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Why Should I Eat Less Sugar and Salt?

by
author image Janet Renee
Janet Renee began writing about health and nutrition after receiving a Bachelor of Science in dietetics, food and nutrition from the University of California, Berkeley. She went on to earn her Master of Science in nutrition from the University of Chicago. Renee has worked as a nutrition specialist and dietitian since 2000, focusing on metabolic and hormonal balancing.
Why Should I Eat Less Sugar and Salt?
Processed food often contains excess sugar and salt. Photo Credit Creatas Images/Creatas/Getty Images

The U.S. Department of Agriculture releases guidelines to provide you with information so you can make healthy food choices. These guidelines outline the food components that Americans need to cut back on, which include sugar and salt. Consuming too much sugar or salt increases your risk for chronic diseases, according to the USDA's Dietary Guidelines for Americans 2010. Reducing your intake improves your overall diet and reduces your risk of chronic conditions, making it crucial that you take steps to reduce your intake of sugar and salt.

You're Likely Consuming Too Much

Nearly all Americans consume too much sodium, according to the Dietary Guidelines for Americans 2010. It's estimated that the average consumption is 3,400 milligrams daily, but the recommended limit is 2,300 milligrams. When it comes to sugar, most Americans get about 355 calories each day from the sweet stuff, which is more than double the recommended intake, according to the American Heart Association. It's recommended that you limit sugar to 100 calories for women and no more than 150 calories for men, according to the AHA.

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Excess Salt Poses Heart Health Risk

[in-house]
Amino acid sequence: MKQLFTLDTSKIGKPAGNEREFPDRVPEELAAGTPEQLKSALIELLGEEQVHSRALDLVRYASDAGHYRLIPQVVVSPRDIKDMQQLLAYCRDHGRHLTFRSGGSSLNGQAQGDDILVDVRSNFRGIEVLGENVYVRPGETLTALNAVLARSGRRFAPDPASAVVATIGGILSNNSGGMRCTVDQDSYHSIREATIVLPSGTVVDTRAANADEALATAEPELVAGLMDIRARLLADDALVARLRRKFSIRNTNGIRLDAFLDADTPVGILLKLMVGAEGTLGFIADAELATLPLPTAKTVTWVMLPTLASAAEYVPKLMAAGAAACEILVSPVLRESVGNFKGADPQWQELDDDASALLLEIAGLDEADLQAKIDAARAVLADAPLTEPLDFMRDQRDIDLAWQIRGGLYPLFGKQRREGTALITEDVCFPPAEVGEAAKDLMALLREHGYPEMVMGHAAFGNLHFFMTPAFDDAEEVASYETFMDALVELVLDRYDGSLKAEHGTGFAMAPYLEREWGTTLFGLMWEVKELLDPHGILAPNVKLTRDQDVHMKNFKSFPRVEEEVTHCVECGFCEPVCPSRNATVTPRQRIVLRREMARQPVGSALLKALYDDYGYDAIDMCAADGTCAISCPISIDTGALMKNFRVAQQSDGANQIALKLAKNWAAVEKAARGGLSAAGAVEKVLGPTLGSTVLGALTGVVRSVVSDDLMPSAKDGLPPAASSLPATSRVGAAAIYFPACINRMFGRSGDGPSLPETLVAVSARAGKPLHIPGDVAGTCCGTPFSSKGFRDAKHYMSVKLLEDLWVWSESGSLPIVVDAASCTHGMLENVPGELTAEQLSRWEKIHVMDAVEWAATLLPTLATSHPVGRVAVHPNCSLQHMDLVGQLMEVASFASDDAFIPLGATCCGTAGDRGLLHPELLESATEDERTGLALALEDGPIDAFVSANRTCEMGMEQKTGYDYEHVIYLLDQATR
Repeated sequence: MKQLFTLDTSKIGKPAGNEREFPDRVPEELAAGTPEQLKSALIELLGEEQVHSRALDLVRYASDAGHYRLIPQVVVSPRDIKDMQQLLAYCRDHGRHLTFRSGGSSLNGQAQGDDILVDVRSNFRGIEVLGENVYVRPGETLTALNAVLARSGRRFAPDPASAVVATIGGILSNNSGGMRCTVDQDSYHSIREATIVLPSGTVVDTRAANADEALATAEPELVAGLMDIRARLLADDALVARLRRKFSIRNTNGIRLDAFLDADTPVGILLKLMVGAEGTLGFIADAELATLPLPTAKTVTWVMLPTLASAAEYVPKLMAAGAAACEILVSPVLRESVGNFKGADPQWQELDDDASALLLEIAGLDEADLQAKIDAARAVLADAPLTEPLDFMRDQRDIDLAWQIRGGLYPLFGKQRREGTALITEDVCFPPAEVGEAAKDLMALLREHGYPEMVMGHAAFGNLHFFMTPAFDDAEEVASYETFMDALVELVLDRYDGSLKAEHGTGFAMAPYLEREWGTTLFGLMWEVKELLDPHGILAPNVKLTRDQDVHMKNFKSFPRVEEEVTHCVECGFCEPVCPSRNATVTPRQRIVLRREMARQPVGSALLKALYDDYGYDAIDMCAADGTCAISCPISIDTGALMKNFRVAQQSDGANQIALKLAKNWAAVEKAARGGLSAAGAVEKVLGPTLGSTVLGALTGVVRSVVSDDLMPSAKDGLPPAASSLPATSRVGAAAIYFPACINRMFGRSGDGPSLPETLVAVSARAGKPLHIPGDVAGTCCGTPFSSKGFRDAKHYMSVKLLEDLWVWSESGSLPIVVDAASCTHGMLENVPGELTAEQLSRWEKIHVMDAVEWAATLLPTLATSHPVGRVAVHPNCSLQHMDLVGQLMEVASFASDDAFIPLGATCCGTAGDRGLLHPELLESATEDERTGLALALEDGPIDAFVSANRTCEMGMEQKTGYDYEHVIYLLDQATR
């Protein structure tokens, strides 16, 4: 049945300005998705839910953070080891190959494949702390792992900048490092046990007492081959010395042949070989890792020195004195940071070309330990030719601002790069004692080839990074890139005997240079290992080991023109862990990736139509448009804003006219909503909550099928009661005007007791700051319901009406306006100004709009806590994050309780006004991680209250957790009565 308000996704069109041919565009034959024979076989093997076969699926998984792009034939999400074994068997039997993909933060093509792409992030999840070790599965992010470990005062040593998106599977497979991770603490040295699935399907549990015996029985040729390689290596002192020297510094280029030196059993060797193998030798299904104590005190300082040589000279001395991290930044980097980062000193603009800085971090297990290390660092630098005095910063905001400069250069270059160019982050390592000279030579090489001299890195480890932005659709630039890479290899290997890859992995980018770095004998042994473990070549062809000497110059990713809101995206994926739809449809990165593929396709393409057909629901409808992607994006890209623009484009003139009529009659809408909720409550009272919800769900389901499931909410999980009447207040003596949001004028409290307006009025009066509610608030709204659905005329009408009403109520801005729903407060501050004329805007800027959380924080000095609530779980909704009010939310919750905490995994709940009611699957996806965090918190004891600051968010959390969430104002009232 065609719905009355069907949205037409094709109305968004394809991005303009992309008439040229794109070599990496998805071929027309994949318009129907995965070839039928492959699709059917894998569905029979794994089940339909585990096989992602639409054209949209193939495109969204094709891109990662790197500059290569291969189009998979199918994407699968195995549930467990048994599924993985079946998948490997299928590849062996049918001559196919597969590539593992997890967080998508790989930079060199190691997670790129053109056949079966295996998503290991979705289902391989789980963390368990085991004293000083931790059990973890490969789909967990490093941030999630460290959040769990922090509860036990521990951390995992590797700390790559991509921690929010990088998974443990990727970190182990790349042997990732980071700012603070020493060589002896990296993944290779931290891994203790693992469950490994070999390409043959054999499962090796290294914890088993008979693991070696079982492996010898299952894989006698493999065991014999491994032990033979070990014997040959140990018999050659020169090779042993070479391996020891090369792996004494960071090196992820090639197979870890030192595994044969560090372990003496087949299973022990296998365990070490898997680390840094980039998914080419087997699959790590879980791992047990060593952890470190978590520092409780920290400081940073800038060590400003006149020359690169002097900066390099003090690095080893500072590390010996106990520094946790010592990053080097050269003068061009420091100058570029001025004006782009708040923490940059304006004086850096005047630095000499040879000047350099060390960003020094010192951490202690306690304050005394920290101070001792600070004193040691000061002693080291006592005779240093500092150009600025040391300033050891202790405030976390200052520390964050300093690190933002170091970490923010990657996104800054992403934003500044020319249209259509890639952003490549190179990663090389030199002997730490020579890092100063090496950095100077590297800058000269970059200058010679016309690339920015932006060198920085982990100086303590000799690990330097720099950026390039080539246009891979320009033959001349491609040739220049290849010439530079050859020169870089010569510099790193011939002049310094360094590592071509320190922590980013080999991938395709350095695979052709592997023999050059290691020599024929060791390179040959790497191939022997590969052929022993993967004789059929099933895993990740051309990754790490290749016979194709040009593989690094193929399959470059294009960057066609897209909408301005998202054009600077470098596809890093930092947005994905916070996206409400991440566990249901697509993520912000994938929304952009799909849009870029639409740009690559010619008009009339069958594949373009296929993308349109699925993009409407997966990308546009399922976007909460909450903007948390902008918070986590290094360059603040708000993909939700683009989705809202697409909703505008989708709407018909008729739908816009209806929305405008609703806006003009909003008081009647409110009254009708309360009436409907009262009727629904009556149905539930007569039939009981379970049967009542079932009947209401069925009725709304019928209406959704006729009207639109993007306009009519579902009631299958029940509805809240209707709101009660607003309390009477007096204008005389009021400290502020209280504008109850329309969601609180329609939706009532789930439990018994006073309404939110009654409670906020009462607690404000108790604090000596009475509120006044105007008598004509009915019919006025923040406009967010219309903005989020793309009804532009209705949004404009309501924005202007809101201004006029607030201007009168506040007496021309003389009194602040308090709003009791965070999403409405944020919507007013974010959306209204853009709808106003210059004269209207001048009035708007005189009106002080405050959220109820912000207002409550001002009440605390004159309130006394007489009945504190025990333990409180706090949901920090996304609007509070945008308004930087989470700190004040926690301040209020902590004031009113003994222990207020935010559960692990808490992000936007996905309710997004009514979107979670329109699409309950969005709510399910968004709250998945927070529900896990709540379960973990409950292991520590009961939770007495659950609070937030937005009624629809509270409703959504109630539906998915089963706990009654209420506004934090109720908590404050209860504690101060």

Sodium is essential to your health, but your body only requires a small amount. Along with other electrolytes, sodium regulates fluid balance. Due to its physiological role, the salt in your diet affects your blood pressure. Typically, as your salt intake increases, so does your blood pressure. Stable blood pressure is crucial for cardiovascular health and consuming excess salt on a consistent basis increases your risk of getting heart disease.

Not So Sweet Health Effects

Most of the sugar in the typical American diet comes from refined sugar, not sugar found naturally in foods such as fruit, according to the USDA. Added sugars provide excess calories without any nutrients. This can lead to weight gain and obesity, which has a domino effect of increasing your risk for other chronic conditions. Eating too much sugar also increases triglycerides, which is a type of fat in your blood linked to heart disease.

Decreases Overall Nutrition

Foods high in salt and sugar tend to offer fewer nutrients than foods low in sugar and salt. Regularly eating foods with excess salt and sugar replaces nutrient-dense foods in your diet, according to the Dietary Guidelines for Americans 2010. So, it decreases the overall nutrient content of your diet. Having an unhealthy diet is a major risk factor for chronic diseases, making it critical for you to improve your eating habits.

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